Todd lamented to The Verge that the press has fallen into a "both sides trope," where journalists strain to place blame on Republicans and Democrats even when it should not be distributed that way. Yet earlier this year, after another deadly gun rampage in America, and after the Republican Party once again categorically refused to support any possible gun safety legislation, Todd went on Meet the Press and blamed Congress — Both Sides — for not doing anything to stop the deadly plague.

In response to my media critiques, PRESS RUN readers often ask, why? Why does the press behave the way it does? Why does it engage in Both Sides nonsense in an effort to water down irresponsible GOP behavior? Why does it view so many news cycles through the prism of Republican talking points? Without question, the overriding cultural reason is the fear of being hit with the Liberal Media Bias label.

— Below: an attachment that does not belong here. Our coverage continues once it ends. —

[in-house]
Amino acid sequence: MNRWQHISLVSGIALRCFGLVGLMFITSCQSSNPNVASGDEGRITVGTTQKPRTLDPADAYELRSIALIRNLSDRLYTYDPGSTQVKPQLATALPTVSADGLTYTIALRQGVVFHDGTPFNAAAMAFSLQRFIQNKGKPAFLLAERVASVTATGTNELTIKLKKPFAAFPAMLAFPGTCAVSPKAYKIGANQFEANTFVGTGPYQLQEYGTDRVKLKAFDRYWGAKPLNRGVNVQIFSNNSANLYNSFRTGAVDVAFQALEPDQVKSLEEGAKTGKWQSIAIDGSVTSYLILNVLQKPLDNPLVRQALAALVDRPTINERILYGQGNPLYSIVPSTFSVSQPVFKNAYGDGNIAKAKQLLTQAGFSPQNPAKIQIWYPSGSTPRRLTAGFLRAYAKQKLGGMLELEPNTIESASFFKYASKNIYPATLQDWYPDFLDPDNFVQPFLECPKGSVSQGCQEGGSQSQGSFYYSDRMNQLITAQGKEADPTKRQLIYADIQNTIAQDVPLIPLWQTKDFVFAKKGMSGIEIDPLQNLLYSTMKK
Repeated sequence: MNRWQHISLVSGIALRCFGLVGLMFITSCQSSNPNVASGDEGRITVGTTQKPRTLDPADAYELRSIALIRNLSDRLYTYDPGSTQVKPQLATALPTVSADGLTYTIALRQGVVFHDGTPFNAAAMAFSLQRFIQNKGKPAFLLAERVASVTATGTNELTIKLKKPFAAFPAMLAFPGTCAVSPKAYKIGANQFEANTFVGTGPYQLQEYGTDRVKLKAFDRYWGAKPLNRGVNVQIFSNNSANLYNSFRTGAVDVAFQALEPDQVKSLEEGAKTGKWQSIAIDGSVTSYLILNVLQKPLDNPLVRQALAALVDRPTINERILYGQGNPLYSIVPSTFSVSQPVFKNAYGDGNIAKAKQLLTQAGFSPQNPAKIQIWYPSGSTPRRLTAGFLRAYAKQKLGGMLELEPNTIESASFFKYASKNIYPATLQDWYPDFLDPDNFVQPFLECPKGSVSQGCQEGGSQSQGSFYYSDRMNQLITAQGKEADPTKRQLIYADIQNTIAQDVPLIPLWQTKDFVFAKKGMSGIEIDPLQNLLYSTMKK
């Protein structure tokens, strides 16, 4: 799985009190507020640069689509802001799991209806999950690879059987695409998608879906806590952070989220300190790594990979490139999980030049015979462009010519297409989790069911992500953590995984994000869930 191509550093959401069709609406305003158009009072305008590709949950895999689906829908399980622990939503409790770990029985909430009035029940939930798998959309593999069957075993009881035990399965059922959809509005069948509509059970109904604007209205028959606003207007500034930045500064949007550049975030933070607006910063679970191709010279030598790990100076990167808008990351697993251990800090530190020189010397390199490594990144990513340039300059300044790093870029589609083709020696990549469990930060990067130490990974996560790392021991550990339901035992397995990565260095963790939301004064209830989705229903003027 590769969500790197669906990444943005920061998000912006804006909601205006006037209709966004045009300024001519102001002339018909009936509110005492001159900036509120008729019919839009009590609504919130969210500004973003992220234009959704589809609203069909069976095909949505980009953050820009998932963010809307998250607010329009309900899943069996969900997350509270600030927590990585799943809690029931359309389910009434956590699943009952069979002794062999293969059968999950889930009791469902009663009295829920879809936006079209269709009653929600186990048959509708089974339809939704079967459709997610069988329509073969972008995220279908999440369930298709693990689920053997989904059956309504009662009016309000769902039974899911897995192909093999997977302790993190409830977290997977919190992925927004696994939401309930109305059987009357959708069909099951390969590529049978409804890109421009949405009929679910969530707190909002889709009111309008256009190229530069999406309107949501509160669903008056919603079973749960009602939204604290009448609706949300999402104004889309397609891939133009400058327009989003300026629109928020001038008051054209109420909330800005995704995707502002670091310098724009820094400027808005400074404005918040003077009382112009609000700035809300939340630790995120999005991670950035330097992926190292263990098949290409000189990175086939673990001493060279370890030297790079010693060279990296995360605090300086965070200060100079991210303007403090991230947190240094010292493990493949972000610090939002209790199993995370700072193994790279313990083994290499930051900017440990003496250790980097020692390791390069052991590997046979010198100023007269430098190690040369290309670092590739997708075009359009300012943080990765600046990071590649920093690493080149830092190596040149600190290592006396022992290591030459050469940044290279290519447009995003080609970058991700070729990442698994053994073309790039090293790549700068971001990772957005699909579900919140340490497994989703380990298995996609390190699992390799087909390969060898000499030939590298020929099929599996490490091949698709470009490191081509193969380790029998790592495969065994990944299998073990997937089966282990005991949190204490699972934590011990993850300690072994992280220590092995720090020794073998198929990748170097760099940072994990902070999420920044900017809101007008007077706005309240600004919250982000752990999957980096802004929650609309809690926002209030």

I don't mean that's what's driving journalists on an hourly, granular level, or that before filing a story or going on the air they consciously think about GOP attacks. But it does remain the dominant ethos and it's been ingrained in newsrooms for decades. (Being the target of right-wing smear campaigns is no fun and it can damage journalism careers.) Consequently, the press spends an inordinate amount of time trying to prove it's not guilty of Liberal Media Bias.